The layer 418 is positioned on a layer 430 which comprises zinc sulphide having a thickness of approximately 0.1 micron.
An aluminum layer 432 is deposited between layer 430 and an epoxy bonding layer 434. Layer 432 is an infrared reflecting plane and has a thickness of approximately 500-1,000 angstroms.
A substrate 436, preferably sapphire, has a thickness of approximately 2 millimeters. The epoxy layer 434 bonds the aluminum layer 432 to the substrate 436.
Referring to FIGS. 15A-15H, there is shown a process for making the detector 400 shown in FIG. 14. This is very much like the fabrication process described in FIGS. 3A-3K. In FIG. 15A, a layer 442 of mercury cadmium telluride having x=0.15 is grown on the surface of a dielectric plate 440 of cadmium zinc telluride. The layer 442 will be etched, as described below, to become the strips 402-412. A layer 418 of cadmium telluride is grown on the surface of layer 442.
In FIG. 15B the layer 418 is thinned in the same manner as described above for layer 76 in FIG. 3B.
Referring to FIG. 15C there is grown the layer 430 on the surface of layer 418. The aluminum layer 432 is formed on the surface of layer 430 as described above for plane 24 shown in FIG. 3E.
In FIG. 15D an epoxy layer 434 is applied to the exposed surface of the aluminum layer 432 for bonding substrate 436 to the remainder of the structure.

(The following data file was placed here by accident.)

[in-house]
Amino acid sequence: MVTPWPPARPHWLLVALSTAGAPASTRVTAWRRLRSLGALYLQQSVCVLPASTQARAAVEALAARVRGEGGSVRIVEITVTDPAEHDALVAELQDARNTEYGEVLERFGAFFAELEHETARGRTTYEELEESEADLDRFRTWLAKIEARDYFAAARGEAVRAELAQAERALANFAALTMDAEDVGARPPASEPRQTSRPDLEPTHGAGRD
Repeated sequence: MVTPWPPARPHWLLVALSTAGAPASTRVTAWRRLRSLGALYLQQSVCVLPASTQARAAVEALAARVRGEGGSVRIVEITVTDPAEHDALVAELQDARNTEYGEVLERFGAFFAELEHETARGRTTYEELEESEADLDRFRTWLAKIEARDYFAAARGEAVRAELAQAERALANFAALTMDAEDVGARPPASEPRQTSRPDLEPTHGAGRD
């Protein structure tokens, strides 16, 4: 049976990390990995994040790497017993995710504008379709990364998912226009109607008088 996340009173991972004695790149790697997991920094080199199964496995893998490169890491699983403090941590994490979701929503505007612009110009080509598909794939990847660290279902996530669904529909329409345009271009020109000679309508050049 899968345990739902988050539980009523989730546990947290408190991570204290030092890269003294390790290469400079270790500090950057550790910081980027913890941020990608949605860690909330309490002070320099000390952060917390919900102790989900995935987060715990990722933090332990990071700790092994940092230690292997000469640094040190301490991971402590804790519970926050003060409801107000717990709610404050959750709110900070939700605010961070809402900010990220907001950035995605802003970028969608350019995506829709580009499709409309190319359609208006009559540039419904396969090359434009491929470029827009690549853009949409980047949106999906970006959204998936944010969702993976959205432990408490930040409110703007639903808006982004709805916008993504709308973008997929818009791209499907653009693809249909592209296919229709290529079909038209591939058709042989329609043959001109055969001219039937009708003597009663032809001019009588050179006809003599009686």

Referring to FIG. 15E, the plate 440 has been removed in the same manner as the substrate 70 shown in FIG. 3F. The structure has been inverted in FIG. 15E from that shown in FIG. 15D.
The layer 442 is thinned as shown in FIG. 15F, by a process of methyl radical dry etching to gain the desired thickness for the strips 402-412.
In FIG. 15G, a resist 450, as described above, is applied to the layer 442 and patterned for selectively etching layer 442 to produce the strips 402-412. The resist 450 is then removed.
In FIG. 15H a passivating layer 454 is applied on the exposed surface of the detector structure for protection. The detector is completed by conventional processes steps of indium contacting, lead attachment and packaging.
The detector 400, shown in FIG. 14, in comparison to the detector 200 shown in FIG. 9, may have lesser detectivity than detector 200 for similar size and geometry; but can be more easily fabricated due to lesser complexity and fewer manufacturing steps. Otherwise, the functionability is essentially the same.